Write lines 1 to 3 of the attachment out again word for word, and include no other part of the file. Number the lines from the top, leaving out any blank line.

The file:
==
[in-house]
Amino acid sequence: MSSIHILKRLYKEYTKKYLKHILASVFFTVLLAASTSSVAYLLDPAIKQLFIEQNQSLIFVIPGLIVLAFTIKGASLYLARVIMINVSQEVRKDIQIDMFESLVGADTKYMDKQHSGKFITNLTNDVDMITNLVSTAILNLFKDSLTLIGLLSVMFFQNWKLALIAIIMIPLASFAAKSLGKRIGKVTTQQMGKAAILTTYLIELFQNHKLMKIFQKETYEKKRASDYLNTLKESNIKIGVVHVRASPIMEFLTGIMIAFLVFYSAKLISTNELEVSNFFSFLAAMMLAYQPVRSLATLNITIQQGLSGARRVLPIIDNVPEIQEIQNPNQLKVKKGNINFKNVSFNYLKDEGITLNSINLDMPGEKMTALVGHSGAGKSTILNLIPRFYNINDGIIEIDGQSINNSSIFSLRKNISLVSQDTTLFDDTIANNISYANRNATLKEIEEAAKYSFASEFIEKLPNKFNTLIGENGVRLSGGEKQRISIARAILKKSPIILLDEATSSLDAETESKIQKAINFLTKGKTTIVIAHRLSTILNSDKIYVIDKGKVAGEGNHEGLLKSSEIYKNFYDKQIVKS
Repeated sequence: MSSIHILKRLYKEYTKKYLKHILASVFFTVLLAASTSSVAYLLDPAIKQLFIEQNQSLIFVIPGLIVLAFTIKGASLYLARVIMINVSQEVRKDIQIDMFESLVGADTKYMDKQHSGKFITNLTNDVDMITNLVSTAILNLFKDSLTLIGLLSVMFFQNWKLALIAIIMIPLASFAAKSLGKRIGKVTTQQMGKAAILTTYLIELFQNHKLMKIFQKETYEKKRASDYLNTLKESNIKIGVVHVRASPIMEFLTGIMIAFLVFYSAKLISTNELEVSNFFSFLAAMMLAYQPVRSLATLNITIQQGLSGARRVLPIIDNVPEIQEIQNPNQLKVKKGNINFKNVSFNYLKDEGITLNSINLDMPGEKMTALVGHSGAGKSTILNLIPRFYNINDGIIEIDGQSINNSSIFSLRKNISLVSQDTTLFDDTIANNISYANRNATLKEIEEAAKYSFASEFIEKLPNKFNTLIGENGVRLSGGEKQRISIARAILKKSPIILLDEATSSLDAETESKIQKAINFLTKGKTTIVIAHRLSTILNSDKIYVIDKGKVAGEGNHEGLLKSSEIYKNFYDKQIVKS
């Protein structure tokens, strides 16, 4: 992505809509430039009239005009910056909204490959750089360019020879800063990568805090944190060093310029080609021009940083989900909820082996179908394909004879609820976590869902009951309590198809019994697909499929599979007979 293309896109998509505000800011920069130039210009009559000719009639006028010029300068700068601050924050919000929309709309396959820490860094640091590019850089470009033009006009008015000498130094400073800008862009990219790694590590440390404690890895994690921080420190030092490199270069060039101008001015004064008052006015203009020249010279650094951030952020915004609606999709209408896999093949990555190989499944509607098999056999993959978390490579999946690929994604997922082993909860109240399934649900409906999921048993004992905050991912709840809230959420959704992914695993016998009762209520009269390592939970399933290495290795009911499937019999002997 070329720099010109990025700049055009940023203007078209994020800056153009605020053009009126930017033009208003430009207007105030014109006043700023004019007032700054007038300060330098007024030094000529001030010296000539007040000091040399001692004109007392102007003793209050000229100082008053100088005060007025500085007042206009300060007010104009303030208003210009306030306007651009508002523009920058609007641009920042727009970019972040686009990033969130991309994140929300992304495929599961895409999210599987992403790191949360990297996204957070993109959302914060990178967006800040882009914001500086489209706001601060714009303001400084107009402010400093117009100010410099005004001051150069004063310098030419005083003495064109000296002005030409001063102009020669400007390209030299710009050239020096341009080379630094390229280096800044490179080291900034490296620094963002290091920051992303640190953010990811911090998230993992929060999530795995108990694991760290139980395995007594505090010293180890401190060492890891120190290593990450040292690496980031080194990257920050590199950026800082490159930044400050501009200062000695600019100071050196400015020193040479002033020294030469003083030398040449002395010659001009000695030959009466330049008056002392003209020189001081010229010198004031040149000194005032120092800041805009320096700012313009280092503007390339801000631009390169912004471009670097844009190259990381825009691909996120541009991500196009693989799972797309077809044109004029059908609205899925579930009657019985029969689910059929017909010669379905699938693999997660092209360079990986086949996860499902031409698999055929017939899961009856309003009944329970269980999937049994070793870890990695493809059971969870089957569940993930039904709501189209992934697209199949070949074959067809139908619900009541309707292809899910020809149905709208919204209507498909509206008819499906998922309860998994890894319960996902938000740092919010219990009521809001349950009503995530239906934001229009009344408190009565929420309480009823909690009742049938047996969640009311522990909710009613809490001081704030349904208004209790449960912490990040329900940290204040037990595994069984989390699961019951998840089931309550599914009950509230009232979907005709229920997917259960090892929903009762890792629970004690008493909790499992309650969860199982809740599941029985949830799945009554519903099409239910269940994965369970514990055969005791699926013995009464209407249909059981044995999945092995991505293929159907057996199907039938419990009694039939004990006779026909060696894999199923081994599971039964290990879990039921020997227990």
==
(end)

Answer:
[in-house]
Amino acid sequence: MSSIHILKRLYKEYTKKYLKHILASVFFTVLLAASTSSVAYLLDPAIKQLFIEQNQSLIFVIPGLIVLAFTIKGASLYLARVIMINVSQEVRKDIQIDMFESLVGADTKYMDKQHSGKFITNLTNDVDMITNLVSTAILNLFKDSLTLIGLLSVMFFQNWKLALIAIIMIPLASFAAKSLGKRIGKVTTQQMGKAAILTTYLIELFQNHKLMKIFQKETYEKKRASDYLNTLKESNIKIGVVHVRASPIMEFLTGIMIAFLVFYSAKLISTNELEVSNFFSFLAAMMLAYQPVRSLATLNITIQQGLSGARRVLPIIDNVPEIQEIQNPNQLKVKKGNINFKNVSFNYLKDEGITLNSINLDMPGEKMTALVGHSGAGKSTILNLIPRFYNINDGIIEIDGQSINNSSIFSLRKNISLVSQDTTLFDDTIANNISYANRNATLKEIEEAAKYSFASEFIEKLPNKFNTLIGENGVRLSGGEKQRISIARAILKKSPIILLDEATSSLDAETESKIQKAINFLTKGKTTIVIAHRLSTILNSDKIYVIDKGKVAGEGNHEGLLKSSEIYKNFYDKQIVKS
Repeated sequence: MSSIHILKRLYKEYTKKYLKHILASVFFTVLLAASTSSVAYLLDPAIKQLFIEQNQSLIFVIPGLIVLAFTIKGASLYLARVIMINVSQEVRKDIQIDMFESLVGADTKYMDKQHSGKFITNLTNDVDMITNLVSTAILNLFKDSLTLIGLLSVMFFQNWKLALIAIIMIPLASFAAKSLGKRIGKVTTQQMGKAAILTTYLIELFQNHKLMKIFQKETYEKKRASDYLNTLKESNIKIGVVHVRASPIMEFLTGIMIAFLVFYSAKLISTNELEVSNFFSFLAAMMLAYQPVRSLATLNITIQQGLSGARRVLPIIDNVPEIQEIQNPNQLKVKKGNINFKNVSFNYLKDEGITLNSINLDMPGEKMTALVGHSGAGKSTILNLIPRFYNINDGIIEIDGQSINNSSIFSLRKNISLVSQDTTLFDDTIANNISYANRNATLKEIEEAAKYSFASEFIEKLPNKFNTLIGENGVRLSGGEKQRISIARAILKKSPIILLDEATSSLDAETESKIQKAINFLTKGKTTIVIAHRLSTILNSDKIYVIDKGKVAGEGNHEGLLKSSEIYKNFYDKQIVKS